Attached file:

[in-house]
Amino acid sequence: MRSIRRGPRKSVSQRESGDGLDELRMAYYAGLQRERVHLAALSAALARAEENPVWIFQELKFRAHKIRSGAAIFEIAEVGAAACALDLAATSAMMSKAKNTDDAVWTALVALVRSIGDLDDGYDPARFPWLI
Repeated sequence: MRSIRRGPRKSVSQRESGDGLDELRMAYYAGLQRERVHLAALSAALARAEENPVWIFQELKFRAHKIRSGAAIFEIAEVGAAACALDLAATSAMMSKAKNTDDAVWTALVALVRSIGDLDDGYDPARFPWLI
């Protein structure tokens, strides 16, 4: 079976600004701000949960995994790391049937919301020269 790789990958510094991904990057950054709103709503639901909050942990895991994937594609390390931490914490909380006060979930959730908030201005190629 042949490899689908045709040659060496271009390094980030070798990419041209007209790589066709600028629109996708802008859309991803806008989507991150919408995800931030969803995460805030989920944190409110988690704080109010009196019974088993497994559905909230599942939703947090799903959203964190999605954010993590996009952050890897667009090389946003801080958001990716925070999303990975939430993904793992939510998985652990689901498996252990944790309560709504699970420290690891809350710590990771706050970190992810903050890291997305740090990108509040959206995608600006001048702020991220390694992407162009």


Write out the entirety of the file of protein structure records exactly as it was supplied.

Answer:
[in-house]
Amino acid sequence: MRSIRRGPRKSVSQRESGDGLDELRMAYYAGLQRERVHLAALSAALARAEENPVWIFQELKFRAHKIRSGAAIFEIAEVGAAACALDLAATSAMMSKAKNTDDAVWTALVALVRSIGDLDDGYDPARFPWLI
Repeated sequence: MRSIRRGPRKSVSQRESGDGLDELRMAYYAGLQRERVHLAALSAALARAEENPVWIFQELKFRAHKIRSGAAIFEIAEVGAAACALDLAATSAMMSKAKNTDDAVWTALVALVRSIGDLDDGYDPARFPWLI
């Protein structure tokens, strides 16, 4: 079976600004701000949960995994790391049937919301020269 790789990958510094991904990057950054709103709503639901909050942990895991994937594609390390931490914490909380006060979930959730908030201005190629 042949490899689908045709040659060496271009390094980030070798990419041209007209790589066709600028629109996708802008859309991803806008989507991150919408995800931030969803995460805030989920944190409110988690704080109010009196019974088993497994559905909230599942939703947090799903959203964190999605954010993590996009952050890897667009090389946003801080958001990716925070999303990975939430993904793992939510998985652990689901498996252990944790309560709504699970420290690891809350710590990771706050970190992810903050890291997305740090990108509040959206995608600006001048702020991220390694992407162009």